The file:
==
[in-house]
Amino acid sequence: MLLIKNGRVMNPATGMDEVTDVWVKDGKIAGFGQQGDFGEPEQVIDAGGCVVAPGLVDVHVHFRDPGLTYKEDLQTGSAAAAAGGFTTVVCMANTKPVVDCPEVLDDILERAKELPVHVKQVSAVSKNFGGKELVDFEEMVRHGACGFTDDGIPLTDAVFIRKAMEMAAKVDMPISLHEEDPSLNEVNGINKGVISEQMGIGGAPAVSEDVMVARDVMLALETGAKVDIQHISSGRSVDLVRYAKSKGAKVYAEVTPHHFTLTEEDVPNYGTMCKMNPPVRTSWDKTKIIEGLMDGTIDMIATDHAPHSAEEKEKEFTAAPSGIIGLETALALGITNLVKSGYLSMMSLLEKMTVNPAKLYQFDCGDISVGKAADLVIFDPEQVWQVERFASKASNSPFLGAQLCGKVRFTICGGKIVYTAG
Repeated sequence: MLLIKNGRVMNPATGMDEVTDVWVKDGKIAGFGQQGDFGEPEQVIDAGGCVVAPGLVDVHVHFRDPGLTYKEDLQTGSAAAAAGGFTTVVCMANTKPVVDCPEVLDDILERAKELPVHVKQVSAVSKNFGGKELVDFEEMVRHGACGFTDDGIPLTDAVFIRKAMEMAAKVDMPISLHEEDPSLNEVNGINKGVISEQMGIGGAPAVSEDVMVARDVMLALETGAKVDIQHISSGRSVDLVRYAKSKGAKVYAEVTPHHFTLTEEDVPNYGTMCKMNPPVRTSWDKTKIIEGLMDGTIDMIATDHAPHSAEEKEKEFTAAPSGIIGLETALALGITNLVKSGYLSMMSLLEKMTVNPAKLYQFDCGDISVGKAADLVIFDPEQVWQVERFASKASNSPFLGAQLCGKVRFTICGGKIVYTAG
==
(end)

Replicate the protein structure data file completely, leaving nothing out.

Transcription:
[in-house]
Amino acid sequence: MLLIKNGRVMNPATGMDEVTDVWVKDGKIAGFGQQGDFGEPEQVIDAGGCVVAPGLVDVHVHFRDPGLTYKEDLQTGSAAAAAGGFTTVVCMANTKPVVDCPEVLDDILERAKELPVHVKQVSAVSKNFGGKELVDFEEMVRHGACGFTDDGIPLTDAVFIRKAMEMAAKVDMPISLHEEDPSLNEVNGINKGVISEQMGIGGAPAVSEDVMVARDVMLALETGAKVDIQHISSGRSVDLVRYAKSKGAKVYAEVTPHHFTLTEEDVPNYGTMCKMNPPVRTSWDKTKIIEGLMDGTIDMIATDHAPHSAEEKEKEFTAAPSGIIGLETALALGITNLVKSGYLSMMSLLEKMTVNPAKLYQFDCGDISVGKAADLVIFDPEQVWQVERFASKASNSPFLGAQLCGKVRFTICGGKIVYTAG
Repeated sequence: MLLIKNGRVMNPATGMDEVTDVWVKDGKIAGFGQQGDFGEPEQVIDAGGCVVAPGLVDVHVHFRDPGLTYKEDLQTGSAAAAAGGFTTVVCMANTKPVVDCPEVLDDILERAKELPVHVKQVSAVSKNFGGKELVDFEEMVRHGACGFTDDGIPLTDAVFIRKAMEMAAKVDMPISLHEEDPSLNEVNGINKGVISEQMGIGGAPAVSEDVMVARDVMLALETGAKVDIQHISSGRSVDLVRYAKSKGAKVYAEVTPHHFTLTEEDVPNYGTMCKMNPPVRTSWDKTKIIEGLMDGTIDMIATDHAPHSAEEKEKEFTAAPSGIIGLETALALGITNLVKSGYLSMMSLLEKMTVNPAKLYQFDCGDISVGKAADLVIFDPEQVWQVERFASKASNSPFLGAQLCGKVRFTICGGKIVYTAG